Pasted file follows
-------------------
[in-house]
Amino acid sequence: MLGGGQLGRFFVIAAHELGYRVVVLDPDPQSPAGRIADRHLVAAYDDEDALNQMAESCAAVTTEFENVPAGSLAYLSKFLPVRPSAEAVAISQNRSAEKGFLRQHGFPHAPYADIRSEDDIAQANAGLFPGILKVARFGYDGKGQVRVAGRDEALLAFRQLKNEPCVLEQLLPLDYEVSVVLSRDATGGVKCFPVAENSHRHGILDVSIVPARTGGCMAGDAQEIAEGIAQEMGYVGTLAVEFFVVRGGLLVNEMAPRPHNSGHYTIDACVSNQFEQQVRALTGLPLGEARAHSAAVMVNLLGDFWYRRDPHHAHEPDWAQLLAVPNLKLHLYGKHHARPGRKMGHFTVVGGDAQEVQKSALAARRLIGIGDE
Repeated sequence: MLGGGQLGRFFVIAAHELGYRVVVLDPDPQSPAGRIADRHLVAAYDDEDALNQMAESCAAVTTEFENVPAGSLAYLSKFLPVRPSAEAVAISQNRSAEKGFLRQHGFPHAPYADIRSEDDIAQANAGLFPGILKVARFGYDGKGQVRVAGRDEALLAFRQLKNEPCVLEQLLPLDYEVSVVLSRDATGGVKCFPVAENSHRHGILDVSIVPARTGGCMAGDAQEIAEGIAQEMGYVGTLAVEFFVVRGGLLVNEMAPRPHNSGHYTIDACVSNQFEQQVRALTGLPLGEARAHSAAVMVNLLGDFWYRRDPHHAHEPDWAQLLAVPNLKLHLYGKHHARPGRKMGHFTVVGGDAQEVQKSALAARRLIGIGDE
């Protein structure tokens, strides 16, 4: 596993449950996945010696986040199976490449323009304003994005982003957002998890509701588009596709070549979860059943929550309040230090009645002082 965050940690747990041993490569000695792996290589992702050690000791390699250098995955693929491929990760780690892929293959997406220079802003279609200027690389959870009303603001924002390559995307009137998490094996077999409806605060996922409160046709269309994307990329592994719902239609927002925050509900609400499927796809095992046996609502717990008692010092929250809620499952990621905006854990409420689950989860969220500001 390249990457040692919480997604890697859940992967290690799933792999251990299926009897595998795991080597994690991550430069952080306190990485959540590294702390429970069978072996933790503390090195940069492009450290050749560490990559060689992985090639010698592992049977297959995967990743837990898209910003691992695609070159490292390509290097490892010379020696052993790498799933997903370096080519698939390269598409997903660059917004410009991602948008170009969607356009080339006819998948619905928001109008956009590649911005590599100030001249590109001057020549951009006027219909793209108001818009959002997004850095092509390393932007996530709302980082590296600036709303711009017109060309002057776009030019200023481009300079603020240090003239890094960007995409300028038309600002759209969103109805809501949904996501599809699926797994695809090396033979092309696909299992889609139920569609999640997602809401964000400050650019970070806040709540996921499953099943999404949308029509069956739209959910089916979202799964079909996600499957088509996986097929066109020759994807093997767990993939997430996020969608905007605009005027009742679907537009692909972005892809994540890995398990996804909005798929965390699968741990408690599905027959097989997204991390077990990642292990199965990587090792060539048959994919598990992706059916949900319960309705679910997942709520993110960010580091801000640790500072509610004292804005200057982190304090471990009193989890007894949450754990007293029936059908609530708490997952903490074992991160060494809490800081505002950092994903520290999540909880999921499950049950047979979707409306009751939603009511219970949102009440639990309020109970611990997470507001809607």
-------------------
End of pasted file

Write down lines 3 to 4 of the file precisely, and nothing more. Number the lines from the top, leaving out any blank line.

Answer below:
Repeated sequence: MLGGGQLGRFFVIAAHELGYRVVVLDPDPQSPAGRIADRHLVAAYDDEDALNQMAESCAAVTTEFENVPAGSLAYLSKFLPVRPSAEAVAISQNRSAEKGFLRQHGFPHAPYADIRSEDDIAQANAGLFPGILKVARFGYDGKGQVRVAGRDEALLAFRQLKNEPCVLEQLLPLDYEVSVVLSRDATGGVKCFPVAENSHRHGILDVSIVPARTGGCMAGDAQEIAEGIAQEMGYVGTLAVEFFVVRGGLLVNEMAPRPHNSGHYTIDACVSNQFEQQVRALTGLPLGEARAHSAAVMVNLLGDFWYRRDPHHAHEPDWAQLLAVPNLKLHLYGKHHARPGRKMGHFTVVGGDAQEVQKSALAARRLIGIGDE
């Protein structure tokens, strides 16, 4: 596993449950996945010696986040199976490449323009304003994005982003957002998890509701588009596709070549979860059943929550309040230090009645002082 965050940690747990041993490569000695792996290589992702050690000791390699250098995955693929491929990760780690892929293959997406220079802003279609200027690389959870009303603001924002390559995307009137998490094996077999409806605060996922409160046709269309994307990329592994719902239609927002925050509900609400499927796809095992046996609502717990008692010092929250809620499952990621905006854990409420689950989860969220500001 390249990457040692919480997604890697859940992967290690799933792999251990299926009897595998795991080597994690991550430069952080306190990485959540590294702390429970069978072996933790503390090195940069492009450290050749560490990559060689992985090639010698592992049977297959995967990743837990898209910003691992695609070159490292390509290097490892010379020696052993790498799933997903370096080519698939390269598409997903660059917004410009991602948008170009969607356009080339006819998948619905928001109008956009590649911005590599100030001249590109001057020549951009006027219909793209108001818009959002997004850095092509390393932007996530709302980082590296600036709303711009017109060309002057776009030019200023481009300079603020240090003239890094960007995409300028038309600002759209969103109805809501949904996501599809699926797994695809090396033979092309696909299992889609139920569609999640997602809401964000400050650019970070806040709540996921499953099943999404949308029509069956739209959910089916979202799964079909996600499957088509996986097929066109020759994807093997767990993939997430996020969608905007605009005027009742679907537009692909972005892809994540890995398990996804909005798929965390699968741990408690599905027959097989997204991390077990990642292990199965990587090792060539048959994919598990992706059916949900319960309705679910997942709520993110960010580091801000640790500072509610004292804005200057982190304090471990009193989890007894949450754990007293029936059908609530708490997952903490074992991160060494809490800081505002950092994903520290999540909880999921499950049950047979979707409306009751939603009511219970949102009440639990309020109970611990997470507001809607």